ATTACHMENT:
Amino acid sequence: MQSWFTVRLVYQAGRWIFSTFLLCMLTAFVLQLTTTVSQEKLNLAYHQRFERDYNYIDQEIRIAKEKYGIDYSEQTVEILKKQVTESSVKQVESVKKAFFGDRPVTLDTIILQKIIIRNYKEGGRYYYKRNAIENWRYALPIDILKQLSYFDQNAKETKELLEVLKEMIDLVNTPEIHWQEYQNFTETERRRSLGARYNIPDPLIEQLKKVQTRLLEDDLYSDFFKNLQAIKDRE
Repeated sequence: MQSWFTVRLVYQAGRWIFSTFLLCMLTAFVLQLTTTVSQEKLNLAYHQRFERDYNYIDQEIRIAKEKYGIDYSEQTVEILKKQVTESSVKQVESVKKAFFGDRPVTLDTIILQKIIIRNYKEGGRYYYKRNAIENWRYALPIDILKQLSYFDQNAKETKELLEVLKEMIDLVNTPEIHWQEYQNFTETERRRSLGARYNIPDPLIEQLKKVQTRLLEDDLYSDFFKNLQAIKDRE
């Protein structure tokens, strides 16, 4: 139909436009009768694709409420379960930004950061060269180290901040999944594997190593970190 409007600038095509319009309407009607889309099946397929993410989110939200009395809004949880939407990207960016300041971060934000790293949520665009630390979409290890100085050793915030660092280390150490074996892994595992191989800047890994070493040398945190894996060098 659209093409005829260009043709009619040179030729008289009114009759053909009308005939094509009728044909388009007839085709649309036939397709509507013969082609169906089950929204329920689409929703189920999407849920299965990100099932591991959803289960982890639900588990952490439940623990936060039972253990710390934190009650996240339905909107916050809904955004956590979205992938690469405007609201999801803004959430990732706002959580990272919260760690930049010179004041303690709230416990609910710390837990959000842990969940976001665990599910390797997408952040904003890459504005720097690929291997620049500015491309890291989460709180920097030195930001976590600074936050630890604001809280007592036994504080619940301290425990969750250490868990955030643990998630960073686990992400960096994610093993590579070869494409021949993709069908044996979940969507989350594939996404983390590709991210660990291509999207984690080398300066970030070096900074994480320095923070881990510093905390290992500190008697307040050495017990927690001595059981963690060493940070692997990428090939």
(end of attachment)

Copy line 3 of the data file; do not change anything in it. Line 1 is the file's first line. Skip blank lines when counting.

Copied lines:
């Protein structure tokens, strides 16, 4: 139909436009009768694709409420379960930004950061060269180290901040999944594997190593970190 409007600038095509319009309407009607889309099946397929993410989110939200009395809004949880939407990207960016300041971060934000790293949520665009630390979409290890100085050793915030660092280390150490074996892994595992191989800047890994070493040398945190894996060098 659209093409005829260009043709009619040179030729008289009114009759053909009308005939094509009728044909388009007839085709649309036939397709509507013969082609169906089950929204329920689409929703189920999407849920299965990100099932591991959803289960982890639900588990952490439940623990936060039972253990710390934190009650996240339905909107916050809904955004956590979205992938690469405007609201999801803004959430990732706002959580990272919260760690930049010179004041303690709230416990609910710390837990959000842990969940976001665990599910390797997408952040904003890459504005720097690929291997620049500015491309890291989460709180920097030195930001976590600074936050630890604001809280007592036994504080619940301290425990969750250490868990955030643990998630960073686990992400960096994610093993590579070869494409021949993709069908044996979940969507989350594939996404983390590709991210660990291509999207984690080398300066970030070096900074994480320095923070881990510093905390290992500190008697307040050495017990927690001595059981963690060493940070692997990428090939």